Our sin will find us out. There will be no sighs of relief that we escaped the condemnation due us for our transgressions. Our sin that we tried so hard to hide throughout our lives will be laid bare. And there will be no defense that can be made. We stand guilty, our sin exposed. Yet God paints for us another scenario, one where there are no games, only grace.
Then the angel said to them, ‘Do not be afraid, for behold, I bring you good tidings of great joy which will be to all people. For there is born to you this day in the city of David a Savior, who is Christ the Lord.’ (Luke 2:10–11, NKJV)
His past had come home to roost. After years of philandering, the now elderly man sat in the dock awaiting the verdict. His barrister had done his best but nothing was certain until the jury had rendered its verdict, nothing except the reality that he was indeed guilty of rape as charged.
The movie had built to a climax. Flashbacks gave the viewers inside knowledge of how it had all unfolded, and it had been just as the woman on the stand had described the event from twenty years earlier. But would she be believed? Was the Crown’s case compelling and unequivocal enough to elicit a guilty verdict?
It was not. The jury foreman was instructed to answer two questions. One, had they reached a unanimous verdict? Yes. Two, was the verdict guilty or not guilty? Not guilty. The man in dock collapsed in on himself like a giant sinkhole, unable to sustain his weight, his shoulders heaving with sobs of relief.
The accused and his legal team had played the game well.
That cannot be the case for you, or for me, or for anyone who stands before the tribunal of the living God. Our sin will find us out. There will be no sighs of relief that we escaped the condemnation due us for our transgressions.
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By Joel Ellis — 4 months ago
Good preaching is not just teaching what to do this week or how to think about a single issue. It is forming us in the likeness of Christ. It is a means of grace used by the Spirit to chip away the remaining sinfulness and carve us more and more in the form of Jesus. It is training discernment, teaching us not only how to view one thing but learning how to look at everything through the lens of creation and covenant, Scripture and the life of our Savior, cross and future crown.
By the grace of God I am what I am… (1st Corinthians 15:10)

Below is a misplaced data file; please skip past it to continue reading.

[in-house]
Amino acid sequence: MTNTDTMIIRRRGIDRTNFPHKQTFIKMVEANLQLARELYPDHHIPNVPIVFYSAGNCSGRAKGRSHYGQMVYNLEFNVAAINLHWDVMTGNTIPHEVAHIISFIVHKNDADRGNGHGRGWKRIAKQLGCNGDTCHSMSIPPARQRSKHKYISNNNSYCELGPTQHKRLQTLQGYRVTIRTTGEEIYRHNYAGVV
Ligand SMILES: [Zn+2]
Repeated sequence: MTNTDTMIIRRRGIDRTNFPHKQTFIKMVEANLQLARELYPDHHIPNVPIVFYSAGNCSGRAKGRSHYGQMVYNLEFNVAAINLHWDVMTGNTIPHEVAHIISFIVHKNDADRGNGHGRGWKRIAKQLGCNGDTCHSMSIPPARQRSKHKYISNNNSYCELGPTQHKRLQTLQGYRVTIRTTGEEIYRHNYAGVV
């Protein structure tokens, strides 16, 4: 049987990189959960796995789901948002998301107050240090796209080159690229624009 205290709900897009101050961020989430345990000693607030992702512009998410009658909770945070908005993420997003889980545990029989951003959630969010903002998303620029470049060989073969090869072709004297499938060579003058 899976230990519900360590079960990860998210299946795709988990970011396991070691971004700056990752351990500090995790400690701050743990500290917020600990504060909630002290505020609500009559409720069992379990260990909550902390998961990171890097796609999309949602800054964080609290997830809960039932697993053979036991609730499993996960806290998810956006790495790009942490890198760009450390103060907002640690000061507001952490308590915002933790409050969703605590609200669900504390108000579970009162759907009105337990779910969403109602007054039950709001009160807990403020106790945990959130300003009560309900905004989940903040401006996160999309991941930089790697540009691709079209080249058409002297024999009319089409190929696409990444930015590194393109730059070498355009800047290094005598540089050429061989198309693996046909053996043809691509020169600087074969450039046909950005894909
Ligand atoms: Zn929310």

One of the greatest challenges in weekly preaching is remembering that you must meet your audience where they are and help them in their daily walk with Christ. The typical Reformed pastor spends a lot of time with books, reading old volumes of theology and sermons written by men who have been dead for many years, sometimes centuries. He may also spend time online or actively corresponding with other men about current theological controversies and the latest issue which has been designated the true test of orthodoxy. But when it comes time to write his weekly sermon(s), if he is a good pastor, he must remember that he was sent by Christ to shepherd a particular flock of sheep. He is not pastoring an audience on YouTube. He is not enlightening the broader presbytery by the brilliance of his exposition or saving his denomination by the power of his elocution. He is a shepherd sent to lead, feed, water, and protect particular sheep, and most of those sheep have very different priorities than their theologically attuned pastor.
Reformed churches are, rightly, critical of evangelicalish churches where the sermon is always something like Seven Ways to Have a Better Marriage or What Taylor Swift’s Eras Tour Can Teach Us About Loving Jesus. Such preaching neither edifies saints nor points the unbeliever to Jesus Christ.
By Jeffrey Stivason — 7 months ago
What is the difference between an ancient man calling a piece of wood a god and a modern man calling a biological man a woman? They are both a fabrication. The ancient may have been able to work out a pulley system to move the arms or head of his wooden idol but how different is that from injecting a hormone into a male breast so that it will lactate? Both are a fiction. Both are manipulations of reality.
Whatever we may think about an idol, foolish as it may be, we must not be in doubt about the infatuation that these chunks of metal and blocks of wood inspire in their worshipers. idols are precious to idolaters. What is more, idolaters are often witnesses for their idols, even though their witness proves their folly. In fact, idolatry is the epitome of sin lacking sense. We see that in the Scriptures. Just think about the description in Isaiah 44:12-17. The prophet tells us that a man plants a tree, he prunes it, cares for it and when it is tall enough, he cuts it down and cuts it in half. With one half he builds a fire. He cooks his food and warms himself with it. And he says, “Ah, I am warm; all is well!”